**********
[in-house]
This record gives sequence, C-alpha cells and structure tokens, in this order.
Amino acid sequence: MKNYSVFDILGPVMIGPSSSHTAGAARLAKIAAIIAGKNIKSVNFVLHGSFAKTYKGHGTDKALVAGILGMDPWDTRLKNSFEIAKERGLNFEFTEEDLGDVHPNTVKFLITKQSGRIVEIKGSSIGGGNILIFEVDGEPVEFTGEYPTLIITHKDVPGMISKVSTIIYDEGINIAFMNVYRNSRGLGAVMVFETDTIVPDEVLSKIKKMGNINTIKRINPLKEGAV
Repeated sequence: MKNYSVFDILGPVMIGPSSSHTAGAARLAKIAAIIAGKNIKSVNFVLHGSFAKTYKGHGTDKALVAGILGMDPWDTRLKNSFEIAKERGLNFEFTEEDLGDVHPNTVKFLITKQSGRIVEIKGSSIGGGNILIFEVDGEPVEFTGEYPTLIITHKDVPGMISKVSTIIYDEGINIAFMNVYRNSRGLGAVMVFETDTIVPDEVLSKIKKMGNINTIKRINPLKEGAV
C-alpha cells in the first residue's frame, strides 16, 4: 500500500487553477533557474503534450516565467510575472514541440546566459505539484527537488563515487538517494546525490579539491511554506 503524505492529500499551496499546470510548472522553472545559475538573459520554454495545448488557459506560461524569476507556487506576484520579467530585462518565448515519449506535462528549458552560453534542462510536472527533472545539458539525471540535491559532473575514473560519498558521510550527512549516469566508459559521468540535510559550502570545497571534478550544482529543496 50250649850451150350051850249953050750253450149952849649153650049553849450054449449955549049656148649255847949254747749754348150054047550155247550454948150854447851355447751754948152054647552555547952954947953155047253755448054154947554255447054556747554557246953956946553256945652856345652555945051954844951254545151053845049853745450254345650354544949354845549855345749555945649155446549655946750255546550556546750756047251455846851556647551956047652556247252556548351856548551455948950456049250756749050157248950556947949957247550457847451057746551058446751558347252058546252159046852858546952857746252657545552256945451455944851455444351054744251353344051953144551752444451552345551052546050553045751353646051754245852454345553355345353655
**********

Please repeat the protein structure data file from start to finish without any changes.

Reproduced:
[in-house]
This record gives sequence, C-alpha cells and structure tokens, in this order.
Amino acid sequence: MKNYSVFDILGPVMIGPSSSHTAGAARLAKIAAIIAGKNIKSVNFVLHGSFAKTYKGHGTDKALVAGILGMDPWDTRLKNSFEIAKERGLNFEFTEEDLGDVHPNTVKFLITKQSGRIVEIKGSSIGGGNILIFEVDGEPVEFTGEYPTLIITHKDVPGMISKVSTIIYDEGINIAFMNVYRNSRGLGAVMVFETDTIVPDEVLSKIKKMGNINTIKRINPLKEGAV
Repeated sequence: MKNYSVFDILGPVMIGPSSSHTAGAARLAKIAAIIAGKNIKSVNFVLHGSFAKTYKGHGTDKALVAGILGMDPWDTRLKNSFEIAKERGLNFEFTEEDLGDVHPNTVKFLITKQSGRIVEIKGSSIGGGNILIFEVDGEPVEFTGEYPTLIITHKDVPGMISKVSTIIYDEGINIAFMNVYRNSRGLGAVMVFETDTIVPDEVLSKIKKMGNINTIKRINPLKEGAV
C-alpha cells in the first residue's frame, strides 16, 4: 500500500487553477533557474503534450516565467510575472514541440546566459505539484527537488563515487538517494546525490579539491511554506 503524505492529500499551496499546470510548472522553472545559475538573459520554454495545448488557459506560461524569476507556487506576484520579467530585462518565448515519449506535462528549458552560453534542462510536472527533472545539458539525471540535491559532473575514473560519498558521510550527512549516469566508459559521468540535510559550502570545497571534478550544482529543496 50250649850451150350051850249953050750253450149952849649153650049553849450054449449955549049656148649255847949254747749754348150054047550155247550454948150854447851355447751754948152054647552555547952954947953155047253755448054154947554255447054556747554557246953956946553256945652856345652555945051954844951254545151053845049853745450254345650354544949354845549855345749555945649155446549655946750255546550556546750756047251455846851556647551956047652556247252556548351856548551455948950456049250756749050157248950556947949957247550457847451057746551058446751558347252058546252159046852858546952857746252657545552256945451455944851455444351054744251353344051953144551752444451552345551052546050553045751353646051754245852454345553355345353655